Early detection of cancer saves lives-right? Not necessarily. This widely-held belief drives many to get unnecessary screenings, according to Consumer Reports.
Its just-released analysis of the latest research and extensive expert interviews reveals many cancer tests have been oversold to the general population..and the risks of some outweigh the benefits.
Dr. Jeffrey Starke, a tuberculosis specialist, became a patient himself when his PSA levels, a marker for prostate cancer, edged up slightly on two different occasions. Each time his doctor urged a biopsy.
Dr. John Santa says, "Elevated PSA levels don't necessarily mean cancer is present. But such levels can scare men into undergoing riskier tests."
Starke did take that risk and says the second biopsy almost killed him.
Dr. Starke says, "I became very, very sick with what is called sepsis, which is a bacterial infection that landed me in the hospital for four days."
No cancer was found in either biopsy.
Dr. Santa says, "Even when prostate cancer is found it may not become dangerous. And the fact is, treatment itself can cause serious side effects."
Consumer Reports does not recommend PSA tests for most men as the latest evidence shows this test does not significantly reduce deaths.
And unless you are at high risk there are other cancer screenings Consumer Reports does not recommend, including ones for pancreatic, lung, ovarian or skin cancer, among others.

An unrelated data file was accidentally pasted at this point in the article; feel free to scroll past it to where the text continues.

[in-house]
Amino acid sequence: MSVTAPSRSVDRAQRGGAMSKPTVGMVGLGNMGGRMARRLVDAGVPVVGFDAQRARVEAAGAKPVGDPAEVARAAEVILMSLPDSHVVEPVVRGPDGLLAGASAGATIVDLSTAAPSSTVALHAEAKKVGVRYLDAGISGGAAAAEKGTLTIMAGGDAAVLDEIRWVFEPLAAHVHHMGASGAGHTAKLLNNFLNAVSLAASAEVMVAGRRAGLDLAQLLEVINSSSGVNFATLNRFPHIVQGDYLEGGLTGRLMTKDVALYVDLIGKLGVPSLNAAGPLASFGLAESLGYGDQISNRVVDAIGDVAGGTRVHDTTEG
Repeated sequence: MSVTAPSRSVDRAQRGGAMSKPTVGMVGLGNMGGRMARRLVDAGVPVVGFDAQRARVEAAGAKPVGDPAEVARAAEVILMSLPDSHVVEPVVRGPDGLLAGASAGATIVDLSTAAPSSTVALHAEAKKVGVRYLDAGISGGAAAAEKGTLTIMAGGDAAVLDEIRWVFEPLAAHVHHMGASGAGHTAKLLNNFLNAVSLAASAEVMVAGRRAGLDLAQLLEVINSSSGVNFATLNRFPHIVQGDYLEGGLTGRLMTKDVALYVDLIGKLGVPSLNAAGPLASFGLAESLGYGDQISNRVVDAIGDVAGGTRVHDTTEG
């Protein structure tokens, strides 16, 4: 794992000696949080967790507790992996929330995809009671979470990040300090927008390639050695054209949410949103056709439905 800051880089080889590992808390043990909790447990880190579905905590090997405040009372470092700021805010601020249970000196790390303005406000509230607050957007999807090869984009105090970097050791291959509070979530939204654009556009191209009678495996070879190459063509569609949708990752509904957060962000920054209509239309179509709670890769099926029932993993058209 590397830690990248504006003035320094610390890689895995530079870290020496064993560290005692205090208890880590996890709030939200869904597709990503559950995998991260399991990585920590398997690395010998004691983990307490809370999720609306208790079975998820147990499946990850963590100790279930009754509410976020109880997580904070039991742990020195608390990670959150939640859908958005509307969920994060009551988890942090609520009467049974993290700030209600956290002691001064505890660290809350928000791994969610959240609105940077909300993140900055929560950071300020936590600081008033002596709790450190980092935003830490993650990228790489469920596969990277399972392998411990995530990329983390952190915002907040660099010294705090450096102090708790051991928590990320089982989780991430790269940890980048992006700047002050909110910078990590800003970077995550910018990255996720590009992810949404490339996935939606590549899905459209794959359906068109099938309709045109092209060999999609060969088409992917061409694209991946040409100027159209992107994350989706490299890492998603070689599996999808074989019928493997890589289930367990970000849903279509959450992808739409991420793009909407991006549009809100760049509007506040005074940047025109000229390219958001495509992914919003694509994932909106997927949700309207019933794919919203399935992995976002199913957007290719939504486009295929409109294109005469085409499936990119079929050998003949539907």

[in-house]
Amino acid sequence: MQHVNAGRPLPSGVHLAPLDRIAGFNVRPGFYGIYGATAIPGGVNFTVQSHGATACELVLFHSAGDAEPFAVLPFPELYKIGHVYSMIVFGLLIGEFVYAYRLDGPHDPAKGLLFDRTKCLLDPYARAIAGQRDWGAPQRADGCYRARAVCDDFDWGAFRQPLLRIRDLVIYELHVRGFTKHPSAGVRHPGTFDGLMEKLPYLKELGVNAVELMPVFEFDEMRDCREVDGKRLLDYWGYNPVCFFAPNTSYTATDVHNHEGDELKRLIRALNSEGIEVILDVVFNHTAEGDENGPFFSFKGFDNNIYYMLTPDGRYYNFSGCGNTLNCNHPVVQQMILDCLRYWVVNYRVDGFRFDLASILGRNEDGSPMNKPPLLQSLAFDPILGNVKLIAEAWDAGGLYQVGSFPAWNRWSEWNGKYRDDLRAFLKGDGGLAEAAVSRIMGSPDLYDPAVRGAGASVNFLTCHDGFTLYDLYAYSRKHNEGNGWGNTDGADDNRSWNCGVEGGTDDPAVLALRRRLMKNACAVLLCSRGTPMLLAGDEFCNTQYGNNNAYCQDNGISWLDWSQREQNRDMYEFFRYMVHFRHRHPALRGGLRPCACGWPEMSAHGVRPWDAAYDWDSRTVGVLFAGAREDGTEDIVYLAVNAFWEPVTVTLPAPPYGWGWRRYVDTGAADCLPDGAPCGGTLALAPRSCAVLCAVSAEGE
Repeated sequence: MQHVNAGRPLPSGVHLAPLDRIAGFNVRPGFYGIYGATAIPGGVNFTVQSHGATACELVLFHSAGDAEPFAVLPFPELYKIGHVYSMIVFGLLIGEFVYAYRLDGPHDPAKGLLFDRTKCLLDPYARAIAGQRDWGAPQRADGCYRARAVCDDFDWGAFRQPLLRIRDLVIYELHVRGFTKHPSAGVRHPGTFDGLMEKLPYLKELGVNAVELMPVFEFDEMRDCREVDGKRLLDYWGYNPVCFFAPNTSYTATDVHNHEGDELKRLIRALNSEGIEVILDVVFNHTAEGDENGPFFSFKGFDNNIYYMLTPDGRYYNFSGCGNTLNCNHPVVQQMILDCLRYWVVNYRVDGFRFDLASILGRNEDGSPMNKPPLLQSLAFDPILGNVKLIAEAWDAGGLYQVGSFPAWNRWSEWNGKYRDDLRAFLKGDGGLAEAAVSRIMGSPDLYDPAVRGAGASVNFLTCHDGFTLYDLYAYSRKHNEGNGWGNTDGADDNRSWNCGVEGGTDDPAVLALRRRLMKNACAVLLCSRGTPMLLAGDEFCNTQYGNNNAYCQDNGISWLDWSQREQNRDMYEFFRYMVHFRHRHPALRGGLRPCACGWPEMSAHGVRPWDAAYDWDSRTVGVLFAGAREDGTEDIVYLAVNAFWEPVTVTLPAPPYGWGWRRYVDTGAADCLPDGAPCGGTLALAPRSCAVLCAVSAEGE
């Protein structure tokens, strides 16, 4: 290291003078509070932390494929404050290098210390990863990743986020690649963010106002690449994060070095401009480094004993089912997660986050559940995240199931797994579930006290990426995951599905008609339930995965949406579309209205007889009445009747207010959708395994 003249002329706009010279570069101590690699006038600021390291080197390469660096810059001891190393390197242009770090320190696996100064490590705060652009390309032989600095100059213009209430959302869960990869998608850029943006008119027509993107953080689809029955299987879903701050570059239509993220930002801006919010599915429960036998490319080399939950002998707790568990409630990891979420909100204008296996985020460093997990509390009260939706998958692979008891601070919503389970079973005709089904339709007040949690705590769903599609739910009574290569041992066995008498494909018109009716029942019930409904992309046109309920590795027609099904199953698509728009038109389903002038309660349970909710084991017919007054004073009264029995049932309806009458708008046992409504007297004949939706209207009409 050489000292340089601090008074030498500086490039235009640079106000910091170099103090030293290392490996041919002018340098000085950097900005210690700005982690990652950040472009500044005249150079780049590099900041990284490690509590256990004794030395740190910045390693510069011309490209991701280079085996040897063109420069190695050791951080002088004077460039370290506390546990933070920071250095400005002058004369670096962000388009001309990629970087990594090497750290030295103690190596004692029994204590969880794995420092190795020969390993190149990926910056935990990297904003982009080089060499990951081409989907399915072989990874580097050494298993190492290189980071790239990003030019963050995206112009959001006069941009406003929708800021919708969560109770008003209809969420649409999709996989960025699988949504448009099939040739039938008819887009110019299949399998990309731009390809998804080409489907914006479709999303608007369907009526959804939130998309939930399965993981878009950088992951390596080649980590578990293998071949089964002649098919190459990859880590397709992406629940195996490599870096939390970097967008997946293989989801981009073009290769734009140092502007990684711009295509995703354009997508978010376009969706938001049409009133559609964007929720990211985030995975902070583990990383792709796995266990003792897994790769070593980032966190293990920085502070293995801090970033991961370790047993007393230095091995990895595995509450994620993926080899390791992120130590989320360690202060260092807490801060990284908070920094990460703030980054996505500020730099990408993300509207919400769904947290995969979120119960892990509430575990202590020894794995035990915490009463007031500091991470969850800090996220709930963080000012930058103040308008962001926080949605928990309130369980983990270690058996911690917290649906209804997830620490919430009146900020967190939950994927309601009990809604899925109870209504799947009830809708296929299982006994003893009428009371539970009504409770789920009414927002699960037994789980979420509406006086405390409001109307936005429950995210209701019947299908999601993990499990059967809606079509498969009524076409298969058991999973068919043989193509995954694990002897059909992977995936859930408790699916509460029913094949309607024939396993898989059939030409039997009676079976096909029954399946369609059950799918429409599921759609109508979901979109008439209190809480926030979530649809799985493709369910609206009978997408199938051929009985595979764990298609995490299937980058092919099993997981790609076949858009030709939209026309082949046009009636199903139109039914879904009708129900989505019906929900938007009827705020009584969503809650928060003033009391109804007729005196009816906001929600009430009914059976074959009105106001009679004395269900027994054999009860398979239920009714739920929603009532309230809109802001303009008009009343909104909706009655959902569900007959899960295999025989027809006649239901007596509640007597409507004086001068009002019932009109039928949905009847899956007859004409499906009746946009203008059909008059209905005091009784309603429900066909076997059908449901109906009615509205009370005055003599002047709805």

Dr. Santa says, "However, there are three tests we analyzed that are well worth getting, but it does depend on your age."
Colon-cancer screening is very likely to be beneficial for people ages 50 to 75. And Consumer Reports recommends it.
Also recommended: mammograms for women ages 50 to 74 every other year.
Pap smears for women ages 21 to 65 but only every three years.
Dr. Santa says, "These are guidelines for the general population. If you have a family history or medical factors that put you at higher risk, work with your doctor to determine the cancer screenings you need and when to have them.
And if you happen to see one of those mobile clinics offering free cancer screenings? Walk away.
Consumer Reports says such direct-to-consumer marketing leads to unnecessary testing. Again, talking with your doctor is essential.